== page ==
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Archive for February, 2011

Congratulations to our clients and to all defendants in the “CP Productions, Inc. v. Does 1-300” case (1:10-cv-06255), dismissed in the US District Court for the Northern District of Illinois. While at first glance this case appears to be a no-name media company attempting to enforce their copyrights using the mass tort copyright infringement “John Doe” model, there *is* real significance to this case.

This is one of the first cases in the US District Court for the Northern District of Illinois to have been dismissed. It was dismissed by Judge Milton I. Shadur, a Senior United States District Judge. More importantly, this is John Steele’s (of the Steele Law Firm LLC — now Steele Hansmeier, LLC) home court where a majority of his other cases have been filed. Have you heard of any of his other cases filed there (just to name a few)?

Millenium TGA, Inc. v. Does 1-100 (1:10-cv-05603)
Lightspeed Media Corporation v. Does 1-100 (1:10-cv-05604)
Hard Drive Productions, Inc. v. Does 1-1000 (1:10-cv-05606)
First Time Videos LLC v. Does 1-500 (1:10-cv-06254)
Future Blue, Inc. v. Does 1 – 300 (1:10-cv-06256)
MGCIP, LLC v. Does 1-316 (1:10-cv-06677)
MCGIP, LLC v. Does 1-1,164 (1:10-cv-07675) [no misspelling there]
Achte/Neunte Boll Kino Beteiligungs GMBH & Co KG v. Novello (1:11-cv-00898)
Achte/Neunte Boll Kino Beteiligungs GMBH & Co KG v. Famula (1:11-cv-00903)

As you can see, a lot is riding on these cases, and one dismissal creates a ripple effect which will likely affect the others. This is what happened in Evan Stone’s Larry Flynt Productions (LFP Internet Group, LLC) cases and related cases which were all dismissed in the US District Court for the Northern District of Texas all at once. Here, the judge’s order (which you can either find online or you can e-mail me) was quite explicit in his reasons for dismissing the case. No doubt the other judges for the cases I listed above will take notice of this dismissal.

For more information on the case, Ars Technica website had a nice write-up on it in their “Random defendant outlawyers P2P attorney, gets lawsuit tossed” article. The 99 comments (as of the posting of this article) are also very telling and informative.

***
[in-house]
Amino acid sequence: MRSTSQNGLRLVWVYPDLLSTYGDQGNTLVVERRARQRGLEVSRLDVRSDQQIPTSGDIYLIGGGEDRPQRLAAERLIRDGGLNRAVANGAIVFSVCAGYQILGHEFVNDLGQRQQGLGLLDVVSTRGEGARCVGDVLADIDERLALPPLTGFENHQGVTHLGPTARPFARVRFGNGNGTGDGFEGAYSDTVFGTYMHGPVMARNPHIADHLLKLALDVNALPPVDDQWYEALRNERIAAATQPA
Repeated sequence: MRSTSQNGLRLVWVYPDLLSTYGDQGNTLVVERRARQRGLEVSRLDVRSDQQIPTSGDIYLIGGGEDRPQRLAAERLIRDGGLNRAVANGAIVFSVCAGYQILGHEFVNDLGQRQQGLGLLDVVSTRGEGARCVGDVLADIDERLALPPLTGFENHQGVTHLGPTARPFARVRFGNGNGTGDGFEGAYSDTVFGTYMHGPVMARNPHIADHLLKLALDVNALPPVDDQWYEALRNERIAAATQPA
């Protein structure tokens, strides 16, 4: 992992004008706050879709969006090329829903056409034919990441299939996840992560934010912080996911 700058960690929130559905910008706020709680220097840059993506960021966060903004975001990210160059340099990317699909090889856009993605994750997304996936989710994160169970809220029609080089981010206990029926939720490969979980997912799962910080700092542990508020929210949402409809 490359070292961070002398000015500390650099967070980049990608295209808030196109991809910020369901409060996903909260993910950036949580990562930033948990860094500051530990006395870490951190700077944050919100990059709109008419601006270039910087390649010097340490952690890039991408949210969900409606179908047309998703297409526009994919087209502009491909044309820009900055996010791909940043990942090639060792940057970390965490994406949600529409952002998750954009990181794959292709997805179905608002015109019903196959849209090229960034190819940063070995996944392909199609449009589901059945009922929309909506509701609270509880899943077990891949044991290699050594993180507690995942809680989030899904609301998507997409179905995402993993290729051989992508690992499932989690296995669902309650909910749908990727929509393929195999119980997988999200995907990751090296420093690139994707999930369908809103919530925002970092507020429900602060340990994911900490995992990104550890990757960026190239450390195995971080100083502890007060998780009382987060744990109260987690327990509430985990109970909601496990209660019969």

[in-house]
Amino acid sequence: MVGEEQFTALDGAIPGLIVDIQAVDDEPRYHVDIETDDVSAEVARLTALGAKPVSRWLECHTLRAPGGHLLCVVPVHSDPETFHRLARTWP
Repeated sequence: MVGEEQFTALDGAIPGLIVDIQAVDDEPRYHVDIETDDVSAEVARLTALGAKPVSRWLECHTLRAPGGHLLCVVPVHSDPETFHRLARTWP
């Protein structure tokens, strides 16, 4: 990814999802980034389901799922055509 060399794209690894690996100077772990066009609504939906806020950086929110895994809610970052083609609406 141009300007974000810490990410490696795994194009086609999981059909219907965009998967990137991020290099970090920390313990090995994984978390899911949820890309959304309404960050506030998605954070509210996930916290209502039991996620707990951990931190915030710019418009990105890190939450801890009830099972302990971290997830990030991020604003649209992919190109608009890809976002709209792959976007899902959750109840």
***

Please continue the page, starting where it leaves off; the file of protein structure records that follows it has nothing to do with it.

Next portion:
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Considering the recent articles online leaked by the attorneys of the Hurt Locker and the Far Cry cases in that they plan on filing against dismissed defendants in their home states, I have been asked whether my opinion regarding the eventual outcome of the cases still in existence has been altered by what is, in my opinion, a public relations media blitz in response to the fall of the Larry Flynt Productions (LFP Internet Group, LLC) lawsuits and similar related suits in the Texas and West Virginia courts.

In short, the mass John Doe copyright download cases have been falling like dominoes — one after the other — and there are too many of them to note. However, as a reaction to these failed cases, there have been a number of “scare” articles leaked to the internet claiming outright lies such as “we were successful in obtaining hundred-thousand dollar judgments against multiple torrent users last year.” This is simply not true. I check the records and filings of many (if not most) of the copyright lawsuits on a regular basis. I have seen many cases get dismissed; I have seen many cases get severed leaving only one John Doe defendant — but I have never seen a judgment against an individual John Doe torrent downloader from these lawsuits.

Of course I must point out that there are a few example cases made by the Recording Industry Association of America (“RIAA”) which I wrote about a few months ago where one woman was handed a $1.5 million dollar judgment for seeding (sharing) over twenty .mp3 music files.  In addition, there were the Napster, Grokster, and related cases which lost a few years back.  However, as for media companies getting judgments against individual John Doe defendants in these mass copyright infringement lawsuits? I have not seen even one.

However, as per the plaintiff attorneys in these copyright cases, it has always been their position that they intend to go after individuals in their home states. However, if you read my most recent article (towards the bottom), you will see the obstacles they face in going after every one of the individuals dismissed in their previous lawsuits. I have quoted the relevant portion below.

“Now what does this mean for our firm’s clients? In short, all defendants were dismissed and severed. What this means is that if the plaintiff attorneys wish to continue the lawsuit, they will have to file against each of the six thousand defendants individually. They will need to draft complaints specific to each defendant alleging infringement of their client’s copyrights — each one is extremely time consuming. They will have to get admitted (pro hac vice) in the local court in which each defendant lives, or they will have to find local counsel in each state each defendant lives and they will have to hire that local counsel to file the paperwork on their behalf. They will have to learn and follow the local court rules, they will have to pay the filing fees for each defendant (~$350) they sue, and they will have to properly serve each defendant.